From nucleus - November 2018 - whatever man called it, that was its name
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One of the central teachings of the Bible, especially emphasised in the letters of Paul, is the principle of the lordship of Christ over all of life. This principle received special attention by Christians fighting back against the modern secular dualism that divided spheres of reality between sacred and profane. This dogma proclaimed that faith should be lived exclusively as a private matter, leaving the public space as a neutral, scientific and rational sphere. From Kuyper to Schaeffer the idea that faith has to do with all dimensions of reality and life has challenged us to seek integration of our faith with our activity in the world. So, we are called to develop a Christian world view.
While for some, this idea might sound very familiar, the practice of integration is a very hard task. For instance, what would that mean, for the Christian psychiatrist? How should we integrate faith with the field of psychiatry, in a way that honours the lordship of Christ? Writing as a non-medic, my aim is to provide a framework for Christian medics to look at these questions, both to stir discussion, and lead to a transformative praxis (practice). An exploration of the meanings of the creation mandate of naming will form a framework for understanding what the nature of reality is, with application to psychiatric practice, a challenge to medics to reform their medical imagination in order to develop a Christian psychiatric imagination.
the naming mandate
We read in the creation narratives that 'in the beginning was the Word' (John 1:1), that when he created, 'God said…' (Genesis 1:3). Although, the meaning of 'the Word' in John is much larger, being connected to the divine logos, to the Son himself, it is clear that reality comes into existence through a creative act of speech, through a spoken word that creates and orders creation. In the same way, the Creator speaks man into being, creating him, according to the Genesis account, in his image and likeness. Therefore, man is imago Dei (in the image of God). Our anthropology — who we are — is derivative, which means that there is an external source to our identity. That is why the knowledge of God and the knowledge of the self, walk hand-in-hand; we need the revelation of God's word to shape our understanding of ourselves.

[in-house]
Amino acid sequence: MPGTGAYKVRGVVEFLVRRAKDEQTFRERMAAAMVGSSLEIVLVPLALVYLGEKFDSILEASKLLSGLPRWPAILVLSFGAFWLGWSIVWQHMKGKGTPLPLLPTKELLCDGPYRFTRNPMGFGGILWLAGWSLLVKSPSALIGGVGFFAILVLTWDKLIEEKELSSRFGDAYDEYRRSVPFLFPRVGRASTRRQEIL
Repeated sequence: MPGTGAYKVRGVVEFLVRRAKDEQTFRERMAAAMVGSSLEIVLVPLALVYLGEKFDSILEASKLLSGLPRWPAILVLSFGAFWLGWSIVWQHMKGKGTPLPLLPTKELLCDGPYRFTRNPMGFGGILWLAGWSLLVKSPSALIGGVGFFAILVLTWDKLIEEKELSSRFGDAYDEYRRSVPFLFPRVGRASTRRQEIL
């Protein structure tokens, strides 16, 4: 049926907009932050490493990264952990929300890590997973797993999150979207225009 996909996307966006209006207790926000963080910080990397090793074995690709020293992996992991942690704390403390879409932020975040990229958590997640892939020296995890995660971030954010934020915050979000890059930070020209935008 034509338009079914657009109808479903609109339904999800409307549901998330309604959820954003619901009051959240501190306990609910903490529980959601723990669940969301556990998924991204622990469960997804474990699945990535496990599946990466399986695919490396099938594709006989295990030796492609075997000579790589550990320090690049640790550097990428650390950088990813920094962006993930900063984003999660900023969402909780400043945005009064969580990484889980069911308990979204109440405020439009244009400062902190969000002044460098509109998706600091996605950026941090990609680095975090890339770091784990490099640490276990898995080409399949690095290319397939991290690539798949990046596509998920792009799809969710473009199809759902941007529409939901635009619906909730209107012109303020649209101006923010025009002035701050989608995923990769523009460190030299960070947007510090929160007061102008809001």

As imago Dei we reflect the Creator's attributes: in our rationality, emotions, relationality, moral capacity, and patterns of work and rest. However, another attribute is seen in our mandate to name things: 'Now the LORD God had formed out of the ground all the wild animals and all the birds in the sky. He brought them to the man to see what he would name them; and whatever the man called each living creature, that was its name.' (Genesis 2:19).
Even today biologists are still naming organisms. Every time a new one is discovered is up to us to name it. For instance, in 2008, in a popular diving site in Indonesia, a new species was found. Biologists named it psychedelic frogfish. 1 This is so not only within the biological realm; God gave us the mandate of naming reality. How can naming be defined though? Besides, what does it say about reality?
The attribute of naming expresses our calling as co-creators, as those that the Creator put in charge of the garden, to develop culture, and multiply. Naming could be defined as a creative discernment. It involves working with the given,but going beyond it. Only God creates ex-nihilo (out of nothing). We don't have this capacity. However, it doesn't mean we cannot create. We do and should create and through naming things, things come into existence and in this way we reflect God. Reality is facts plus meaning. It is both objective and subjective. Whatever the man called it that was its name. The subjective perception and choice create something which we inhabit, from a political system to a particular way of naming a pathological behaviour.
Naming is a way of being in the world. It feeds our imagination, both with words and images, giving meaning to reality and impacting everything we do. Think of the example of idolatry in Psalm 115. We are told that those who create idols will become like them. We do become what we imagine, because our imagination provides the categories through which we understand ourselves and reality. So, naming is a battle for meaning and ultimately for reality.